A file server is a computer responsible for the central storage and management of data files so that other computers on the same network can access them.

A policy server is a security component of a policy-based network that provides authorization services and facilitates tracking and control of files. 

Important server features

Choosing the right server 

There are many factors to consider in the midst of a server selection, including virtual machine (VM) and container consolidation. When choosing a server, it is important to evaluate the importance of certain features based on the use cases. Security capabilities are also important and there will probably be a number of protection, detection and recovery features to consider, including native data encryption to protect data in flight and data at rest, as well as persistent event logging to provide an indelible record of all activity. If the server will rely on internal storage, the choice of disk types and capacity is also important because it can have a significant influence on input/output (I/O) and resilience. 

Many organizations are shrinking the number of physical servers in their data centers as virtualization allows fewer servers to host more workloads. The advent of cloud computing has also changed the number of servers an organization needs to host on premises. Packing more capability into fewer boxes can reduce overall capital expenses, data center floor space and power and cooling demands. Hosting more workloads on fewer boxes, however, can also pose an increased risk to the business because more workloads will be affected if the server fails or needs to be offline for routine maintenance.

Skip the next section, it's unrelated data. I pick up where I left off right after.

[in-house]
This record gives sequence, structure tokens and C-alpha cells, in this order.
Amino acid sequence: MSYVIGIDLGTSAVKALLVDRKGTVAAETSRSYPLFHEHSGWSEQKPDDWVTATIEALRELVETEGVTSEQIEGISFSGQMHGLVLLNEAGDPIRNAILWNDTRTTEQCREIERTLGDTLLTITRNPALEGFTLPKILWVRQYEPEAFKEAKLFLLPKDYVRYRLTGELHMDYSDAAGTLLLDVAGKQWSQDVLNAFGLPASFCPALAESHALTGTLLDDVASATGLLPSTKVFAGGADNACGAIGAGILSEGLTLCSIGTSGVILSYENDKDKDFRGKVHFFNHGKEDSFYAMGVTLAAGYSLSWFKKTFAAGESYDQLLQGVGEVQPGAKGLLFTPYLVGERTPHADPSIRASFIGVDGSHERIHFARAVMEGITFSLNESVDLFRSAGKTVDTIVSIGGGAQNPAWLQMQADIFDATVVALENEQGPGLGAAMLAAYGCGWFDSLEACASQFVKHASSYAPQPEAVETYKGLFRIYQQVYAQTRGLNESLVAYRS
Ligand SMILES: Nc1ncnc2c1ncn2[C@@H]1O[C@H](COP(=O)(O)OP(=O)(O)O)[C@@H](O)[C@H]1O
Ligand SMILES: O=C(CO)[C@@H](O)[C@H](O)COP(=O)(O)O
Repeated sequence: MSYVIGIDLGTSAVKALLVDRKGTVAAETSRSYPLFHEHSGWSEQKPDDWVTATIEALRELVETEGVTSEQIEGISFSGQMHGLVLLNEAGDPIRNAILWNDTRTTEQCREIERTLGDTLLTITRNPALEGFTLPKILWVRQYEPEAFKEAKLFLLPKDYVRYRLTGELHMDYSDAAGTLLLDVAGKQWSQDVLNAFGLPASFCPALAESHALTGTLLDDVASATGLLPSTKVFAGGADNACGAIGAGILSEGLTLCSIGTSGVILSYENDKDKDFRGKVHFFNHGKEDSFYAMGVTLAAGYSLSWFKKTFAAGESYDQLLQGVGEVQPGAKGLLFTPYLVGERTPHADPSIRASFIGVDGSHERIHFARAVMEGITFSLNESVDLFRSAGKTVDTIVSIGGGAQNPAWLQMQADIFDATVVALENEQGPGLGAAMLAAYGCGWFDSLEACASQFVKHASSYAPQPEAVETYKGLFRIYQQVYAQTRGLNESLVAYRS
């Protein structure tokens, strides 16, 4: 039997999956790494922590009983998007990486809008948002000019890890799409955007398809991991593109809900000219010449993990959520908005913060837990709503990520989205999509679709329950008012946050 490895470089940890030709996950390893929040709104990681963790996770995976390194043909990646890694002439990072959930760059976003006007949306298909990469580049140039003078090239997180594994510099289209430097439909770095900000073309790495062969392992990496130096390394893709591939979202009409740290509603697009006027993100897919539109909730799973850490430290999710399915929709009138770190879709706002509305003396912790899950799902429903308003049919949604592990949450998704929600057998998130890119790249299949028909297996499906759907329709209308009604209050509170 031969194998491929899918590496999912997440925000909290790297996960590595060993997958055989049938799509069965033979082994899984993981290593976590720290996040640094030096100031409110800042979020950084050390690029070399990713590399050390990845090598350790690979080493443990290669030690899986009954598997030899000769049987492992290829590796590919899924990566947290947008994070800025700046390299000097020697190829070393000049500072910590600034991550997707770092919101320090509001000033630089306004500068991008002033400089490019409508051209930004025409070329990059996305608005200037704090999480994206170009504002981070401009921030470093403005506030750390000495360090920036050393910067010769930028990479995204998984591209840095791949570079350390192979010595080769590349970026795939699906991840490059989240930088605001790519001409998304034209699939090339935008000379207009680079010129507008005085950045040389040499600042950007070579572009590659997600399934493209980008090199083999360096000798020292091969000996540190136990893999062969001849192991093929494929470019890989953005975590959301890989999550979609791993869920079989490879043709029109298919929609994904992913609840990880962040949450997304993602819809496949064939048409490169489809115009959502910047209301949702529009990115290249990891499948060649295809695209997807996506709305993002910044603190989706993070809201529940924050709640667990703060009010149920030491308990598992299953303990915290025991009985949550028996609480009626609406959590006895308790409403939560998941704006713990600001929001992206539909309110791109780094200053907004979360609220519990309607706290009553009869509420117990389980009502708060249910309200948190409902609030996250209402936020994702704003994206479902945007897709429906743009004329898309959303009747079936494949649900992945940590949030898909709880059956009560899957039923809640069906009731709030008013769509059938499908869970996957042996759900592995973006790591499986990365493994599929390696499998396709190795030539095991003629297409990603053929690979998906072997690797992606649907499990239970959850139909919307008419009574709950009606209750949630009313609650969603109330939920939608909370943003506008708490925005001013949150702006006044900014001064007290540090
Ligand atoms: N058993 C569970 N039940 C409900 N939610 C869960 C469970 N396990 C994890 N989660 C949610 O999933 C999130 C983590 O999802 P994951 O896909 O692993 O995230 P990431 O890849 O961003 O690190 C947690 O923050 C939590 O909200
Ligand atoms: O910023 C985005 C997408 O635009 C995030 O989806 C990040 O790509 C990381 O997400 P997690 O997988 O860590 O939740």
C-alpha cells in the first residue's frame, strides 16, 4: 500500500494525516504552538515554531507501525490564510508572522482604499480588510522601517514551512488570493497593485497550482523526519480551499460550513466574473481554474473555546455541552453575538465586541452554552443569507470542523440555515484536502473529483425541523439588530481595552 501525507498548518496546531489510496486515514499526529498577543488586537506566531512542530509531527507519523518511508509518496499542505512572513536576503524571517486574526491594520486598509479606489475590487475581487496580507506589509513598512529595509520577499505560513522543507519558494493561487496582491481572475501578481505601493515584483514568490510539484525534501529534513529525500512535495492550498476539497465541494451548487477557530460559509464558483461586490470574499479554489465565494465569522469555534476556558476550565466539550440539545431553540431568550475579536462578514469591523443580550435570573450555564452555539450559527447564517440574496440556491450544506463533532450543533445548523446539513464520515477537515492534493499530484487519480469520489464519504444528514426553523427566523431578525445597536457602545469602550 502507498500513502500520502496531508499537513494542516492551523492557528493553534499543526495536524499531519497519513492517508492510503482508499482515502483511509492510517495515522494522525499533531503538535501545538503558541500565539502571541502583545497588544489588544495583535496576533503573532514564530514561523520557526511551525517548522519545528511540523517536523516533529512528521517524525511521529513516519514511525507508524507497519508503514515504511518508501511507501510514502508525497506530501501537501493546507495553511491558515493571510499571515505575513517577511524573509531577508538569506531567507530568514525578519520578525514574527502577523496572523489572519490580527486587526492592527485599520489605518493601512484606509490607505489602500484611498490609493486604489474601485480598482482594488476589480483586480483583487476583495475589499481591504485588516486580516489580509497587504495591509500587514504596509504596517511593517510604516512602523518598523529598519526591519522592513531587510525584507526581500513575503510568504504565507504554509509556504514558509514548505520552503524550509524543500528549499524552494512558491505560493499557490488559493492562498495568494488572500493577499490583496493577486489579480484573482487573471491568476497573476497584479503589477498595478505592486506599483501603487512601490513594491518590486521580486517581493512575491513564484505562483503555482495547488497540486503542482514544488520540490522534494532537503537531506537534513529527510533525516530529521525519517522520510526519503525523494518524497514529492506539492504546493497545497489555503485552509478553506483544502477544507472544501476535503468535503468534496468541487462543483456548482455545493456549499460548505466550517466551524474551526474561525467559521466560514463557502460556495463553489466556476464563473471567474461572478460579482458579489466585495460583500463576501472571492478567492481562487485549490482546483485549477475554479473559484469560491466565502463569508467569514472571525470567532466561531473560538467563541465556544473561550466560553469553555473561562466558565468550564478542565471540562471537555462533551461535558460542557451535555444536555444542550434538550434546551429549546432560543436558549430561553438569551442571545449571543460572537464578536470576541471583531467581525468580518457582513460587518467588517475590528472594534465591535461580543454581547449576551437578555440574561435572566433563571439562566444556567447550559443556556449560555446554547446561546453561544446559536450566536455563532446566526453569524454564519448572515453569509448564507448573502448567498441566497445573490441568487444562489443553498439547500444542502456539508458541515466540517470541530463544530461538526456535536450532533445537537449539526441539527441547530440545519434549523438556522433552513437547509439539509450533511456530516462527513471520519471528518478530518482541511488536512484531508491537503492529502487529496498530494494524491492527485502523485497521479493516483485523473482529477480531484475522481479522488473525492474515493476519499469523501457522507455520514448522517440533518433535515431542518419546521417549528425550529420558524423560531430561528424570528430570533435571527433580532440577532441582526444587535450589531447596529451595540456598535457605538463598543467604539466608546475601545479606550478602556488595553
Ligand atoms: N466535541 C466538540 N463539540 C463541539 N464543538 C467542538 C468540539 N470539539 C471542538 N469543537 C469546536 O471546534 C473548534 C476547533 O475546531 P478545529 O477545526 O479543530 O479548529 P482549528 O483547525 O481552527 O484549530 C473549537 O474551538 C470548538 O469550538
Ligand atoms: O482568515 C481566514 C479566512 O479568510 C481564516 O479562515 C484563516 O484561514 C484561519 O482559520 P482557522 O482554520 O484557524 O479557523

Server maintenance checklist

A server maintenance checklist should cover physical elements as well as the system’s critical configuration. 

Download a PDF of this server maintenance checklist.

See also: server virtualization, server sprawl

This was last updated in January 2018


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Datacenter Infrastructure-Hybrid cloud providers offer different architecture types

Hybrid cloud means different things to different vendors; some set aside part of the public cloud for private cloud purposes and others simply support an on-premises private cloud.

A hybrid cloud is normally defined as an integration between an on-premises private cloud and at least one third-party public cloud. It can be awkward to refer to hybrid cloud providers because it implies that those providers offer both on-premises and third-party clouds.

The typical meaning of hybrid cloud providers is providers with the potential to deliver a hybrid cloud where the private cloud portion of the hybrid environment is hosted rather than it being deployed on premises. This is the domain of major public cloud providers, such as AWS.

It therefore leaves the million dollar question?

What type of hybrid cloud makes the most sense for your business, and why?